Staff-Sergeant Christopher Jones Arnold

Staff-Sergeant Christopher Jones Arnold served with the 14th battalion, Canadian Expeditionary Forces during World War One. He died while serving in United Kingdom. He was entitled to the 1914-15 Star, the British War Medal and the Victory Medal. His mother received the Memorial Plaque and Memorial Cross

He was born on December 29, 1888 in Wolverton, Buckinghamshire, England.

He enlisted on September 21, 1914 at Camp Valcartier, Quebec with the 14th Infantry Battalion, naming his next-of-kin as his mother, Mrs. Louisa Arnold of Wolverton, He stated that he had four years’ service with an Active Militia as a member of the 3rd Regiment Victoria Rifles, that he was not married and that his trade was that of Pattern Maker.

Height: 5’ 6”               Weight: 140 lbs.         Eyes: grey

Hair: fair         Religion: Church of England

The Battalion sailed to England on October 3 aboard the S.S. Andania,

He was appointed Arm. Staff Corporal on January 1, 1915.

He left for the French theatre on August 1, joining the 14th Battalion in the field on the 4th.

He was appointed Arm. Corporal on September 25. He returned to the Canadian Base Depot on October 23rd, remaining there until November 20th, when he rejoined the 14th Battalion.

He was stuck off strength of the 14th Battalion and transferred to the Canadian Ordnance Corps on April 30, 1916. He was promoted to Arm Sergeant the next day, May 1st and transferred to the 13th battalion.

He reported “sick” two days after his transfer, to No. 14 Stationary Hospital at Wimereux with a suspected Enteric Fever on May 2nd. After three weeks, he was invalided and transferred “sick” to England, his condition stated as “Paratyphoid Slight”.

He soon found himself at the University War Hospital at Southampton on the 27th and diagnosed with Paratyphoid.

After ten days and no improvement in his condition, he was transferred to Ardington Park at West Croydon on June 6th and diagnosed Paratyphoid. He was transferred again, this time to Wear Bay Typhoid Convalescent Hospital on June 30, where he was to spend the next two months, to August 29, then transferred to the Military Hospital at Shorncliffe on the 30th and subsequently discharged, after four months hospitalization.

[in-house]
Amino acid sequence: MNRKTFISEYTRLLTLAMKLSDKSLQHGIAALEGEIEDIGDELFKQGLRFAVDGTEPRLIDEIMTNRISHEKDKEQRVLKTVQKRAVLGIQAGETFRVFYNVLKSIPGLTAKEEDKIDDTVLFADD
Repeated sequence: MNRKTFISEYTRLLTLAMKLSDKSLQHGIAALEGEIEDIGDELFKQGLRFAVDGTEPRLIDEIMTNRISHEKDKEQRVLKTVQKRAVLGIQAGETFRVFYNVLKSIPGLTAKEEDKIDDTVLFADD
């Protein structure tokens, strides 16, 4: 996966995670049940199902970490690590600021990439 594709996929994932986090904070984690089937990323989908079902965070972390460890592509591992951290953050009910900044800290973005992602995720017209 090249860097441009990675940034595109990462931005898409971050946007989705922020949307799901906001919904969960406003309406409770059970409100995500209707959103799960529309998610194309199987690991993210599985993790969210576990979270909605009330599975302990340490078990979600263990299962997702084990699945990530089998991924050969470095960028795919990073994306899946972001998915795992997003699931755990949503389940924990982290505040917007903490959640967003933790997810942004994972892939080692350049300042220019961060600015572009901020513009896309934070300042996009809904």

He required an additional three weeks at the Canadian Casualty Depot Monks Horton before he was struck off strength to the Canadian Ordnance Corps at Ashford on September 20.

He was later posted to the 13th Infantry Battalion for a short time.

He contracted German Measles and was admitted to “Isolation” at Moore Barracks Hospital at Shorncliffe on January 18, 1917. On February 6th, he was transferred to the Westcliffe Eye and Ear Hospital at Folkestone, diagnosed with Otitis Media (middle ear infection) and discharged two weeks later on the 22nd.

He soon saw a transfer from the Canadian Casualty Assembly Centre to the Canadian Ordnance Corps. He is documented as being “on command” at the Ordnance College in Woolwich on October 1, remaining there until February 8, 1918.

He was stuck off strength and proceeded overseas on February 28, taken on strength by the Canadian Ordnance Corps at Ashford on March 1st.

One week later, he was transferred to the 1st Canadian Infantry Battalion in Western Europe on March 8th. He soon saw another appointment, this time to Acting Arm. Staff Sergeant with pay on April 1st.

He was admitted to No. 3 Canadian Field Ambulance on June 5 and diagnosed Pyrexia of Unknown Origin and discharged the same day.

He was confirmed in the rank of Arm. Staff Sergeant in the field on July 1 while with the Canadian Ordnance Corps.

He was transferred to the 19th July Infantry Battalion at Witley on October 10th and returned to the Canadian Ordnance Corps on October 26th.

He was taken on strength at the Canadian Base Depot for disposal on October 29th before being transferred to England and posted to the General Depot at Witley on November 1st, whereupon he was taken on strength at the General Depot from the Canadian Ordnance Corps on November 4th.

He was admitted to the 11th Canadian General Hospital at Shorncliffe on November 6th with Chronic Bronchitis. In his medical records, it was noted that he was “seriously ill” and re-diagnosed with “Subacute, Malignant Endocarditis”. He had acquired a “cough” that lasted “most, all of the time”, combined with a shortness of breath, loss of weight and night sweats. His condition worsened over the next two weeks, to the point where he passed away on November 19, 1918.

In February of 1921, his mother, received his 1914-15 trio, The Memorial Plaque and Scroll and the Memorial Cross.

1914-15 Star, British War Medal and Victory Medal


If you know more information on this gentleman, please leave me message so I can add it to his small biography.

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